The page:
HC Deb 14 June 1933 vol 279 cc283-93

Motion made, and Question proposed, "That this House do now adjourn."—[Captain Margesson.]

The CHANCELLOR of the EXCHEQUER (Mr. Chamberlain)

I feel that the House will almost expect me to say that I am not in a position to make any statement, but I am very happy to inform the House that there need be no repetition to-night of the incidents of yesterday. I am now able to give them all the information in my possession. I should like to take this opportunity of thanking the House, all sections of it, for the patience and forbearance which they showed yesterday in circumstances which I must admit were extremely trying.

I have repeatedly been asked in the course of the last few weeks what were the intentions of His Majesty's Government with regard to the instalment of the American War Debt falling due tomorrow. It was not possible for me to answer those questions before the Recess, for the simple reason that conversations upon the subject were in progress in Washington but had not yet reached a conclusion. His Majesty's Government, however, have been anxious that the House should have the earliest information possible on the subject, and it was accordingly arranged that I should make a statement yesterday, when it was expected that a definite decision could be announced. It was, however, as the House will realise, essential that the announcements in London and Washington should be synchronised, and it was not found possible to provide for this until the present moment. I hope that with this explanation hon. Members will forgive me for the inconvenience which has been caused to them.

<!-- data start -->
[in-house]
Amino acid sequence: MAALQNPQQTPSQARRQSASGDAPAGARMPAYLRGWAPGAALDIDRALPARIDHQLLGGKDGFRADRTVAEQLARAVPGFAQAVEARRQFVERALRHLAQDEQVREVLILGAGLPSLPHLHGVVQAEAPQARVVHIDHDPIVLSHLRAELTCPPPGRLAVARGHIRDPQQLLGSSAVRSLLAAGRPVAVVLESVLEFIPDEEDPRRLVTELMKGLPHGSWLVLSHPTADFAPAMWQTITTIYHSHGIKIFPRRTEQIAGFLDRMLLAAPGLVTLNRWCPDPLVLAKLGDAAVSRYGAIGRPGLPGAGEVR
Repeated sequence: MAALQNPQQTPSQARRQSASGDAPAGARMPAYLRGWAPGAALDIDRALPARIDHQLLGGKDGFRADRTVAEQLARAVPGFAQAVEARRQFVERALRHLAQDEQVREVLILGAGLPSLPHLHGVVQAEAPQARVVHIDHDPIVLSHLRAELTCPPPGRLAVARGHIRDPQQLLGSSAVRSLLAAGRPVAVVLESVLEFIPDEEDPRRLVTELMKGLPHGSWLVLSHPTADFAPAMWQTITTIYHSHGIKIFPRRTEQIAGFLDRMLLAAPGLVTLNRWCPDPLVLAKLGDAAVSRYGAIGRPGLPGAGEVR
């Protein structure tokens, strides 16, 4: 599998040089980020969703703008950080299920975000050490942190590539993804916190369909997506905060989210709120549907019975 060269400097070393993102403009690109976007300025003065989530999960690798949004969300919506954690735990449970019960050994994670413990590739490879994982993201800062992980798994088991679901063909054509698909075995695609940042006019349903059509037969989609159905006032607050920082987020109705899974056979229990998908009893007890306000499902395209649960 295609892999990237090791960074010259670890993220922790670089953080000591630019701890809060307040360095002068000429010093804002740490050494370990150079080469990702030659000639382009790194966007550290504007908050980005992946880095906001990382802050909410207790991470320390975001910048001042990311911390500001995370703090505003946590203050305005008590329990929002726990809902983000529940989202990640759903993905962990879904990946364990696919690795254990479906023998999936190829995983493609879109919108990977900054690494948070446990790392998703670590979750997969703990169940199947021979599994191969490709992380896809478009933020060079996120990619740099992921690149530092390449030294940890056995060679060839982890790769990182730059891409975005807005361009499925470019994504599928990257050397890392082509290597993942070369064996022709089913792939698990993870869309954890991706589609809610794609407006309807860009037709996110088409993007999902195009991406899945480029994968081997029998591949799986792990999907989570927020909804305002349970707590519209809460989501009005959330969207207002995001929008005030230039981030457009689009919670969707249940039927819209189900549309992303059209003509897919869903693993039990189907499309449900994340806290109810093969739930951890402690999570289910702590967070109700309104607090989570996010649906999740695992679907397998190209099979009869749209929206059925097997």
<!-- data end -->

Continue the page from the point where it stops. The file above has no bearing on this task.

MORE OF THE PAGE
The House will remember that the last instalment of the debt due on the 15th December was the subject of an exchange of Notes between ourselves and the American Government. In our Note of 11th December last we set out at some length our conviction that the continued payment of these inter-Governmental obligations was a fatal barrier to the recovery of the world. Our standpoint on this matter was reinforced by the Preparatory Committee for the World Conference, which, at the outset of their report, pointed out that the problem of inter-Governmental indebtedness had not been included because it lay outside their terms of reference. The committee went on to say: In our opinion, however, it is essential that this question shall be settled and that the settlement shall relieve the world of further anxiety concerning the disturbing effects of such payments upon the financial, economic and currency stability. Until there is such a settlement, or the definite prospect of such a settlement, these debts will remain an insuperable barrier to economic and financial reconstruction. We therefore attach the greatest importance to the early resumption and successful conclusion of negotiations upon this problem. We had hoped that the discussions with America last year might have led to some arrangement which would have avoided the necessity for the payment of 15th December. We had, however, to take account of the political situation in the United States. The Administration had been defeated at the elections and was carrying on without being able to exercise effective authority until the new President took office. We were, however, informed that the United States Government would be prepared to review the whole situation with us without loss of time, and we were assured that the prospects of a satisfactory approach to the whole question would be greatly increased by payment on the 15th December. In these circumstances, we felt that the right course was to allow time for negotiations by making payment on that date. But we explained in our Note of the 11th December that this payment was not to be regarded as a resumption of the annual payments contemplated by the existing Agreement, and we announced our intention of treating it as a capital payment of which account should be taken in any final settlement. We added that the procedure adopted must obviously be exceptional and abnormal and we urged upon the United States Government the importance of an early exchange of views with the object of concluding the proposed discussion before the 15th June next in order to obviate the risk of a general breakdown of existing inter-Governmental agreements. Negotiations were accordingly started, even before the new Administration was inaugurated, and have been pursued ever since. On the occasion of the Prime Minister's visit to Washington, he and the President made preliminary explorations of the situation. As stated in the communique issued at the time: with the most friendly spirit progress is being made. After the Prime Minister's departure these conversations can well continue in London and Washington. The visit of the Prime Minister to Washington established an atmosphere of understanding and good will on both sides which has been of the utmost value throughout all our subsequent conversations. But, as was made clear at the time, the Prime Minister's journey was undertaken only for the purpose of elucidating the position, and indeed it was not possible in the time at his disposal to arrive at a final conclusion even if he had desired to do so. In these circumstances His Majesty's Government hoped that it would have been possible for the Government of the United States to accede to their request that the payment of the June instalment should be postponed pending the discussion of War Debts as a whole. They maintained this hope up to a very recent date, but in the end it became clear that it would not be realised and they had, therefore, to decide upon their course of action in the circumstances as they found them.